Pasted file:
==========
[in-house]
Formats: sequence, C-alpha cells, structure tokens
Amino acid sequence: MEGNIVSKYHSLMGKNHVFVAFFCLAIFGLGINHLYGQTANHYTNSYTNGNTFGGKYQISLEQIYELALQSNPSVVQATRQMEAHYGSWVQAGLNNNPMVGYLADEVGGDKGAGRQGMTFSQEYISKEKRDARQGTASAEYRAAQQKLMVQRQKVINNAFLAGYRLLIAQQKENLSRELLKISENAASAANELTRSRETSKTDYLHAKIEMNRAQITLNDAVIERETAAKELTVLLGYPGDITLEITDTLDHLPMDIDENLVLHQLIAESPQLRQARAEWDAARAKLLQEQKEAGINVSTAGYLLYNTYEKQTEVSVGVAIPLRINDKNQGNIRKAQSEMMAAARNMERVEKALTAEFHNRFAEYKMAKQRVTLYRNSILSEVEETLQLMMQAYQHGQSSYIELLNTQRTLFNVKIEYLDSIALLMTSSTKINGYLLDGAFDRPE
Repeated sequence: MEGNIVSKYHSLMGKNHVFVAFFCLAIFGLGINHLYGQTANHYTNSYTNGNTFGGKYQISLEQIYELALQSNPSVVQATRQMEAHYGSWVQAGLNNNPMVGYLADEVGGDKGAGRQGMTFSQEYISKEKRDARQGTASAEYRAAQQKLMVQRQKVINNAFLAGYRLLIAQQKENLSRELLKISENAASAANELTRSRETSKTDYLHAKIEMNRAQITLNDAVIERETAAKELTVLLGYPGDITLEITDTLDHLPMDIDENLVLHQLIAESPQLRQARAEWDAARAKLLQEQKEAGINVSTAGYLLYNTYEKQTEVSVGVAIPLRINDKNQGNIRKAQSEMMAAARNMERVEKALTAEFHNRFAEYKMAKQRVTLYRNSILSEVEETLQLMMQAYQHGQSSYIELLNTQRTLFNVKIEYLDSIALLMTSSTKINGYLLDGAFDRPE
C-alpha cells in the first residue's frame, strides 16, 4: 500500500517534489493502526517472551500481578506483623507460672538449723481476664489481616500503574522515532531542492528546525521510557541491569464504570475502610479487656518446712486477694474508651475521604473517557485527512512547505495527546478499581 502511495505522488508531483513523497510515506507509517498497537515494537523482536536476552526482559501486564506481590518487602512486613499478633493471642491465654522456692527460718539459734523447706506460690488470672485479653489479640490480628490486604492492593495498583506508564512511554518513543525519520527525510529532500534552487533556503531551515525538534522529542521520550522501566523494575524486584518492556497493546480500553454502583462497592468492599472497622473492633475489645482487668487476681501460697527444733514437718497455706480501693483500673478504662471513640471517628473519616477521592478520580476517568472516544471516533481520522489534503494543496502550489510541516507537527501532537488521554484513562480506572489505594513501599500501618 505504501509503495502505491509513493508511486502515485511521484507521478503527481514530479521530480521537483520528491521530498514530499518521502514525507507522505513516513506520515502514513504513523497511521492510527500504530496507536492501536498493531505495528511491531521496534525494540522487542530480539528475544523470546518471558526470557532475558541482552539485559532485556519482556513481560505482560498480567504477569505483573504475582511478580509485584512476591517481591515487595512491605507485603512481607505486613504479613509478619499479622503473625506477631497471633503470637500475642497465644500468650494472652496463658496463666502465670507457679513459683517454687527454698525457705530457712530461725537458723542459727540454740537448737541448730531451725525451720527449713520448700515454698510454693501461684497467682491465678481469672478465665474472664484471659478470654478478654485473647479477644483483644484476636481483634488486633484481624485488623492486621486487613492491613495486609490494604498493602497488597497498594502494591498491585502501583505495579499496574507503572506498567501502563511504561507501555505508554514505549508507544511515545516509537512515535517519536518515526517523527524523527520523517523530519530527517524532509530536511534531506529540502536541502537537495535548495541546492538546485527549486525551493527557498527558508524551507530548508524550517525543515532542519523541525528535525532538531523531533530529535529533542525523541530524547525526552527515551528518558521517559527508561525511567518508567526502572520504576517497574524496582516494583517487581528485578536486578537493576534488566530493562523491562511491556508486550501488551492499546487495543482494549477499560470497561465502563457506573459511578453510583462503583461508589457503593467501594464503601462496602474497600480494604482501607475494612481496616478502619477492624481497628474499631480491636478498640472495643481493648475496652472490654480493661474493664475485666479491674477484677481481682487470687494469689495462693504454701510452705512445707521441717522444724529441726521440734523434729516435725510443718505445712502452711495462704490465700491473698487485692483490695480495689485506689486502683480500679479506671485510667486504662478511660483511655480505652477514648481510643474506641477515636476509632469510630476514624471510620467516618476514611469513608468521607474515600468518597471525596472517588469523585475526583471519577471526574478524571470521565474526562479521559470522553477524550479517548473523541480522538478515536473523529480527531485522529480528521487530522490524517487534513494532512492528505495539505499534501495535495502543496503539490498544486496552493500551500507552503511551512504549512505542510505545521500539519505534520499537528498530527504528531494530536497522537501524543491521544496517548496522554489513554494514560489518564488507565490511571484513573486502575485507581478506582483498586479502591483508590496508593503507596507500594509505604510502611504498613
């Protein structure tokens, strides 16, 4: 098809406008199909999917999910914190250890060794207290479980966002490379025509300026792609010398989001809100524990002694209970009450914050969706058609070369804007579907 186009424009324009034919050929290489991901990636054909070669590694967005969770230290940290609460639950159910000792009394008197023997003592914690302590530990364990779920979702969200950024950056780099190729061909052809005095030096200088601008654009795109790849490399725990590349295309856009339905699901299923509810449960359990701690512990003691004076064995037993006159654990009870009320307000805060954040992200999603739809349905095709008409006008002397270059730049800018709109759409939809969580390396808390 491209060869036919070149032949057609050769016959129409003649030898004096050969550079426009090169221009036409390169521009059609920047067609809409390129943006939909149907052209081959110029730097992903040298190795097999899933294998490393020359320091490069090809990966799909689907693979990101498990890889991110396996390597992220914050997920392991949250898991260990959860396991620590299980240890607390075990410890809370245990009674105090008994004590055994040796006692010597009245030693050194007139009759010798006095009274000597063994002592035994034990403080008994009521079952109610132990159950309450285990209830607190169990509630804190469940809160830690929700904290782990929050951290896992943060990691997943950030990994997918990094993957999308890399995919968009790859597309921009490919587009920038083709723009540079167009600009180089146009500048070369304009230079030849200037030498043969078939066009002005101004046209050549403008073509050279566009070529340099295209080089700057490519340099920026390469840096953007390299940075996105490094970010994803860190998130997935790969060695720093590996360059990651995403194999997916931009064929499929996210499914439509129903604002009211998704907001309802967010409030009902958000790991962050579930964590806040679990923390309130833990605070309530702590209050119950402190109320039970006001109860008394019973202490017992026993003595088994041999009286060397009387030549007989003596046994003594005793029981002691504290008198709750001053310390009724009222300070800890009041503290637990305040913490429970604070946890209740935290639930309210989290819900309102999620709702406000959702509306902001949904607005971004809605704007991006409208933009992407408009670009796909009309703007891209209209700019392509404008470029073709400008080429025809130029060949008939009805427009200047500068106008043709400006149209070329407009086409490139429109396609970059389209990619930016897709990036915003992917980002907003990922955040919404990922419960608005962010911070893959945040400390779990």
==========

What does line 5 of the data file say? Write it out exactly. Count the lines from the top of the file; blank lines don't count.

C-alpha cells in the first residue's frame, strides 16, 4: 500500500517534489493502526517472551500481578506483623507460672538449723481476664489481616500503574522515532531542492528546525521510557541491569464504570475502610479487656518446712486477694474508651475521604473517557485527512512547505495527546478499581 502511495505522488508531483513523497510515506507509517498497537515494537523482536536476552526482559501486564506481590518487602512486613499478633493471642491465654522456692527460718539459734523447706506460690488470672485479653489479640490480628490486604492492593495498583506508564512511554518513543525519520527525510529532500534552487533556503531551515525538534522529542521520550522501566523494575524486584518492556497493546480500553454502583462497592468492599472497622473492633475489645482487668487476681501460697527444733514437718497455706480501693483500673478504662471513640471517628473519616477521592478520580476517568472516544471516533481520522489534503494543496502550489510541516507537527501532537488521554484513562480506572489505594513501599500501618 505504501509503495502505491509513493508511486502515485511521484507521478503527481514530479521530480521537483520528491521530498514530499518521502514525507507522505513516513506520515502514513504513523497511521492510527500504530496507536492501536498493531505495528511491531521496534525494540522487542530480539528475544523470546518471558526470557532475558541482552539485559532485556519482556513481560505482560498480567504477569505483573504475582511478580509485584512476591517481591515487595512491605507485603512481607505486613504479613509478619499479622503473625506477631497471633503470637500475642497465644500468650494472652496463658496463666502465670507457679513459683517454687527454698525457705530457712530461725537458723542459727540454740537448737541448730531451725525451720527449713520448700515454698510454693501461684497467682491465678481469672478465665474472664484471659478470654478478654485473647479477644483483644484476636481483634488486633484481624485488623492486621486487613492491613495486609490494604498493602497488597497498594502494591498491585502501583505495579499496574507503572506498567501502563511504561507501555505508554514505549508507544511515545516509537512515535517519536518515526517523527524523527520523517523530519530527517524532509530536511534531506529540502536541502537537495535548495541546492538546485527549486525551493527557498527558508524551507530548508524550517525543515532542519523541525528535525532538531523531533530529535529533542525523541530524547525526552527515551528518558521517559527508561525511567518508567526502572520504576517497574524496582516494583517487581528485578536486578537493576534488566530493562523491562511491556508486550501488551492499546487495543482494549477499560470497561465502563457506573459511578453510583462503583461508589457503593467501594464503601462496602474497600480494604482501607475494612481496616478502619477492624481497628474499631480491636478498640472495643481493648475496652472490654480493661474493664475485666479491674477484677481481682487470687494469689495462693504454701510452705512445707521441717522444724529441726521440734523434729516435725510443718505445712502452711495462704490465700491473698487485692483490695480495689485506689486502683480500679479506671485510667486504662478511660483511655480505652477514648481510643474506641477515636476509632469510630476514624471510620467516618476514611469513608468521607474515600468518597471525596472517588469523585475526583471519577471526574478524571470521565474526562479521559470522553477524550479517548473523541480522538478515536473523529480527531485522529480528521487530522490524517487534513494532512492528505495539505499534501495535495502543496503539490498544486496552493500551500507552503511551512504549512505542510505545521500539519505534520499537528498530527504528531494530536497522537501524543491521544496517548496522554489513554494514560489518564488507565490511571484513573486502575485507581478506582483498586479502591483508590496508593503507596507500594509505604510502611504498613